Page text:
Memorandum by the Chief of the Division of Far Eastern Affairs (Hamilton)99

An oral statement might be made to the Japanese Ambassador along lines as follows:

As the Ambassador will recall, both the President and I suggested during our conversations with the Ambassador that he might care in discussions with me to explore the question of improving relations between the United States and Japan; that such a procedure might involve a review of relations during recent years in an attempt to ascertain where and in what respects the courses of the two countries had diverged; and that this would be done with a view to ascertaining whether something practicable might be done toward restoring the relations of our two countries to that harmonious state which existed for so many decades. I refer to this again at this time because of the reports which have been coming to me that certain of the Ambassador’s compatriots have been working on formulation of proposals and plans for improving relations between the United States and Japan. I have been told that the Ambassador’s compatriots have been in touch with the Ambassador in connection with their proposals and that the Ambassador has participated in and associated himself with these plans. I of course do not know whether these reports are entirely accurate. As I have said previously to the Ambassador, we can deal only with the Ambassador in addressing ourselves to consideration of problems outstanding between our two Governments.

We are convinced that the best interests of Japan lie along the lines of the principles and policies in which this country believes and to which it is committed.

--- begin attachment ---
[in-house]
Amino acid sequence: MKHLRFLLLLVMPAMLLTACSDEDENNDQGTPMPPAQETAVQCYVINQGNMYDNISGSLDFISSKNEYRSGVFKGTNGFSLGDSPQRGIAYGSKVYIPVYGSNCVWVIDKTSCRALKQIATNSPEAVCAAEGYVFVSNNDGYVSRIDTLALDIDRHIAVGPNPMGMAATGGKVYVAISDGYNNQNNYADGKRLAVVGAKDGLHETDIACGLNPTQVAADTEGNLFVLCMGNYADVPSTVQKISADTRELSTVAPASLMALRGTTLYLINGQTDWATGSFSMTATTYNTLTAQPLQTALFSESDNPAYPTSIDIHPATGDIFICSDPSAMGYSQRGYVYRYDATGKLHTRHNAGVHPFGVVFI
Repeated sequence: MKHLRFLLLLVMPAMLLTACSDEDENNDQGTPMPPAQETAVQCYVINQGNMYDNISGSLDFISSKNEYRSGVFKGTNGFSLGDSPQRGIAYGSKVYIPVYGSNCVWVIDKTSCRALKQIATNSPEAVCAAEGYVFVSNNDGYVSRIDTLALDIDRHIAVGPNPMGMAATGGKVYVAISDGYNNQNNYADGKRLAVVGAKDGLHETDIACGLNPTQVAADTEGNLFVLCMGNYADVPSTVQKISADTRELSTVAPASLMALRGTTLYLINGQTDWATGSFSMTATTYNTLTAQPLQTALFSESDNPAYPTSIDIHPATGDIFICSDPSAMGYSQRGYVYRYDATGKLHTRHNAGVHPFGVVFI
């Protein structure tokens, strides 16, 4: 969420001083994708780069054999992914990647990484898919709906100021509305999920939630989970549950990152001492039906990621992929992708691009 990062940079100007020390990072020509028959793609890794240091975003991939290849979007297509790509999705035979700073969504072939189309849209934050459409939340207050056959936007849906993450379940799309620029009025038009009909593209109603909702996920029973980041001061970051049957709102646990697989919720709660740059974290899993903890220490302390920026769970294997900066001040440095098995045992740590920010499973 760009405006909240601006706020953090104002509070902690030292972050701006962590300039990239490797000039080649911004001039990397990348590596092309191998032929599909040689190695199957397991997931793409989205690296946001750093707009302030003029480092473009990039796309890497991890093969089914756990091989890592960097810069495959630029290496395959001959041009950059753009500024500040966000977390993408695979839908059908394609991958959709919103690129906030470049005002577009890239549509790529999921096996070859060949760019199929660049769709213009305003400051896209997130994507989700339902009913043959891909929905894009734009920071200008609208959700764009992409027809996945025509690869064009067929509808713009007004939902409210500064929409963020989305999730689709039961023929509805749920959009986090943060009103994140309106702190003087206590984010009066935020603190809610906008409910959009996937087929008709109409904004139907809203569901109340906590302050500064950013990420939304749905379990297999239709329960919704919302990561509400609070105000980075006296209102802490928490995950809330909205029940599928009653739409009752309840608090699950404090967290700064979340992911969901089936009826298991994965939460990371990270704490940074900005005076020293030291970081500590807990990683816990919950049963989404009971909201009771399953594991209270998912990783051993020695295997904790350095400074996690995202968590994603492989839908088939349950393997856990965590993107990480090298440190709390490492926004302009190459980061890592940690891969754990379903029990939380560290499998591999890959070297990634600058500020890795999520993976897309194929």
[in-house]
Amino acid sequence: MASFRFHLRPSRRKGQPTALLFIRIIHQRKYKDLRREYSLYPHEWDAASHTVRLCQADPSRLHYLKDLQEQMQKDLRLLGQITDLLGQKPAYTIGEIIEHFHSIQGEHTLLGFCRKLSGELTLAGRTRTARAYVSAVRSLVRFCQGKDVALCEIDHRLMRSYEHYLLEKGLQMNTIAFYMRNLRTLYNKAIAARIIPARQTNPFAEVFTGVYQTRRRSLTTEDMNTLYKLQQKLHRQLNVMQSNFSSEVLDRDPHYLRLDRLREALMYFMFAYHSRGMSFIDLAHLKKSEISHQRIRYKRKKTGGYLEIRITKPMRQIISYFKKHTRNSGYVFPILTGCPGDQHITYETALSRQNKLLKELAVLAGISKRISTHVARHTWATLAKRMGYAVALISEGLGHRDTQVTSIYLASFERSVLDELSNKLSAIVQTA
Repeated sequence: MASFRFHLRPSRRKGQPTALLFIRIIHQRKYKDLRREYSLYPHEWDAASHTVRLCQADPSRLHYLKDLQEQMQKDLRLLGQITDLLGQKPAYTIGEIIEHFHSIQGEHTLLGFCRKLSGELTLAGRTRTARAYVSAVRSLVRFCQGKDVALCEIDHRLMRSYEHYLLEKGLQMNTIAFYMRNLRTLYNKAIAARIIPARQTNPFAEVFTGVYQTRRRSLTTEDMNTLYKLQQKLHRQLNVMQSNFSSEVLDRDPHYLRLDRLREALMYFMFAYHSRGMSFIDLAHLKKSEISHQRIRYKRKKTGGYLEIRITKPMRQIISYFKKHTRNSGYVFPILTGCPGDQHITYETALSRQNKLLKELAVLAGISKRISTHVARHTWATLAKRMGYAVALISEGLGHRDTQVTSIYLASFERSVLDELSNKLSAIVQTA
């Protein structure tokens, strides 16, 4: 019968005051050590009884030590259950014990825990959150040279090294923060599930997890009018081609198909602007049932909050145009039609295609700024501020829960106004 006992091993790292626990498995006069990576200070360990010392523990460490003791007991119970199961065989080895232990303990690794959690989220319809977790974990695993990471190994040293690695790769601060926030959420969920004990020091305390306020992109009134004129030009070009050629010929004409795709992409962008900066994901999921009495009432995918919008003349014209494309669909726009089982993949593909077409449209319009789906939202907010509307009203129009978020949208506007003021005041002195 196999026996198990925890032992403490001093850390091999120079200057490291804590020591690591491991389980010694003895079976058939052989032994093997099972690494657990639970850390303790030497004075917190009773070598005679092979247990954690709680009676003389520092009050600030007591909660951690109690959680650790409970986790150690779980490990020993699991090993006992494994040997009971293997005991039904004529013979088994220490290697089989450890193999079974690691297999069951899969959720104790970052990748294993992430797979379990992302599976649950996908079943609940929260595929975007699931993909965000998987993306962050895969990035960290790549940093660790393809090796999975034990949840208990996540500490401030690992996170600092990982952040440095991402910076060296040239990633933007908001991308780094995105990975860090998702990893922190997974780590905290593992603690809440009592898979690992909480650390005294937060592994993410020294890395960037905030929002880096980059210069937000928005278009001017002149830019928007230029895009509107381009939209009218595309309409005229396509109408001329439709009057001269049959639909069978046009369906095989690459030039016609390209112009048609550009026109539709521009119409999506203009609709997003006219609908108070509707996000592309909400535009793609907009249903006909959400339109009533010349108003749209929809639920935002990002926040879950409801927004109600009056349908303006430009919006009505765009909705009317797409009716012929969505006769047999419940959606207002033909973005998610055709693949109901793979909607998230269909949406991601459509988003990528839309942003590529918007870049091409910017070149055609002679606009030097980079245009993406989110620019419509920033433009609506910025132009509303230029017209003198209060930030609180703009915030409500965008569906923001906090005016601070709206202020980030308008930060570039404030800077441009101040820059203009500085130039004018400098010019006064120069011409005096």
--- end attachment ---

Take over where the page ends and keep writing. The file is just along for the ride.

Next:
If the Ambassador wishes to discuss the question of improving relations between our two countries on the basis of the proposals mentioned or upon any other basis which the Ambassador may have in mind, I shall be glad to discuss the matter with the Ambassador.

With reference to the proposals under reference, some features of them would not seem to create any difficulty. Other features would, as far as my present study indicates, call for very careful consideration. Perhaps on some of those points a further clarification would suffice to remove the sources of possible difficulties.

[Page 147]

I repeat that, in view of these recent reports in regard to the activities of certain of the Ambassador’s compatriots and of the report that the Ambassador has been associated with these activities, I have wished to mention this matter to the Ambassador with the frankness which I am sure he would wish me to use.

It is suggested that during the course of the conversation some mention might be made of the various points which are fundamental in the foreign policy of the United States, as set forth in the memorandum handed the Secretary yesterday.1

It would seem advisable to postpone until a subsequent meeting discussion of specific features of the proposals. Should the Ambassador endeavor to engage in such discussion, he might be informed that, while there is no wish to delay discussion, the Secretary wished today, in order to assist him in his further consideration of the matter, to give the Ambassador an opportunity to make any statement which he might wish to make in regard to the status of the proposals.2

  1. Prepared for use by the Secretary of State.
  2. Ante, p. 135.
  3. See memorandum by the Secretary of State, April 14, 1941, Foreign Relations, Japan, 1931–1941, vol. ii, p. 402.